Following on from a previous post we continue our interview with Cathy Lewis of Desktop Factory. Cathy will also be speaking at the MIT Smart Customization Seminar along with other Mass Customisation luminaries including Frank T. Piller, William J Mitchell, B. Joseph Pine II, Alison Page the Director of Mass Customization at Adidas, Jana Eggers of Spreadshirt, Monika Desai of Sole Envie and many more…
But for now, back to the interview with Cathy Lewis.
Do you think many/any major brands will open their products to customisation by releasing CAD files for manipulation in the same way that OpenMoko has? Or do you see 3D printing as being more for the Prosumer who wishes to design and make their own objects?
Initially the small business world, education and the prosumer will be the beneficiaries of affordable 3D printing. These early adopters have demonstrated to us that there is a pent up demand for the technology and with their existing applications they will pave the way for the rest of us.
As the printing technology continues to improve, more consumer oriented CAD software comes on line, we begin to see the availability of low cost 3D scanners and more and better choices in materials become available, contemporary brands will want to take advantage of the opportunity to more closely interact with their customers by offering CAD files of various products and replacement parts for a fee or even for free. This approach will also allow these companies to focus on high value activities — like the development of new products and services — versus getting the right number of replacement parts manufactured, shipped and stored in the right warehouse at the right time. Let’s face it — once people know how to design or scan and build their own objects they will have the ability to reverse engineer some products and replacement parts themselves. Therefore it will be in the manufactures best interests to share or sell the files — and this also gives them the opportunity to post suggested use and safety information as well.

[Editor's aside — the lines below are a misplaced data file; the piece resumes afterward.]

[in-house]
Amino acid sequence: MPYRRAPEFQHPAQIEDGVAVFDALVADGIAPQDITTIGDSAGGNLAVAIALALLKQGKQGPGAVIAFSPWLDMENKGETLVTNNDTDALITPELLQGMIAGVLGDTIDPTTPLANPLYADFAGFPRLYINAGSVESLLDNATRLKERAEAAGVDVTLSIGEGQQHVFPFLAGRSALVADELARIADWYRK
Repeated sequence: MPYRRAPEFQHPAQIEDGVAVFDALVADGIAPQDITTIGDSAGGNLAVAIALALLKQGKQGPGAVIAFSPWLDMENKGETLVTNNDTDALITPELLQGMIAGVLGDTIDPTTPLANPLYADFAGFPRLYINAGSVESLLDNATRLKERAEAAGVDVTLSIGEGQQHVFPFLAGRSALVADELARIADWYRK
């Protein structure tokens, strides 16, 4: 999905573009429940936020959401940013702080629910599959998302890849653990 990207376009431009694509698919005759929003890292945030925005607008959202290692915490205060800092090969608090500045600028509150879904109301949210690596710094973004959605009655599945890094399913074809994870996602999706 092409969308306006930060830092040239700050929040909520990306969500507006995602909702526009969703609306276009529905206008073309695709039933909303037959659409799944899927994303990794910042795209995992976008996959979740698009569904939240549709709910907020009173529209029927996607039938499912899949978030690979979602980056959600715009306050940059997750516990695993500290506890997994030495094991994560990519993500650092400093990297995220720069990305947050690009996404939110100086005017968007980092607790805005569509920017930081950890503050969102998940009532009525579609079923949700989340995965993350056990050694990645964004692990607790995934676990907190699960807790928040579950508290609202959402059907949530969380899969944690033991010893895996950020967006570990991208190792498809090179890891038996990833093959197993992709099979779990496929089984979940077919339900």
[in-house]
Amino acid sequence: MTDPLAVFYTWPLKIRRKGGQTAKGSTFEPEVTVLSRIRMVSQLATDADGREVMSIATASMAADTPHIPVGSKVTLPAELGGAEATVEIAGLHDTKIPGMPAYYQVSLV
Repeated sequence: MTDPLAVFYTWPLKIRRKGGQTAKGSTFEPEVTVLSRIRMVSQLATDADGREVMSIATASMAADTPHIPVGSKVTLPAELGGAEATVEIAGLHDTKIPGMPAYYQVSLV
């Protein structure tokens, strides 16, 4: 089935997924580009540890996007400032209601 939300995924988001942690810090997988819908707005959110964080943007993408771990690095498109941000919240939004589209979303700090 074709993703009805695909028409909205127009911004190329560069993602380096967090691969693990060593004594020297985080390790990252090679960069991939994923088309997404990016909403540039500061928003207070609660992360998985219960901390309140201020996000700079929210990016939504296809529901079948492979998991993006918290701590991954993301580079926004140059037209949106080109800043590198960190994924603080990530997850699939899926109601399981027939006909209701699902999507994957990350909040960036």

Do you foresee more business models like fabjectory, shapeways and ponoko being realized with the lowering of the price point of the 3D printer, or do you think someone like Kinkos will flood the market by offering 3D printing in every store?
The 2D printing analogy is very instructive here. In the initial stages of the traditional printing market the service bureaus helped the manufacturers build the applications and teach people how to print more effectively. Over time the prices for printers came down and we all had them on our desks and at home. The service bureaus then moved into more value added and high volume printing like financial statements, etc. And 25 years later even though we can now print photographs in our homes most of us still have a retail outlet perform that task because it is easier and less expensive.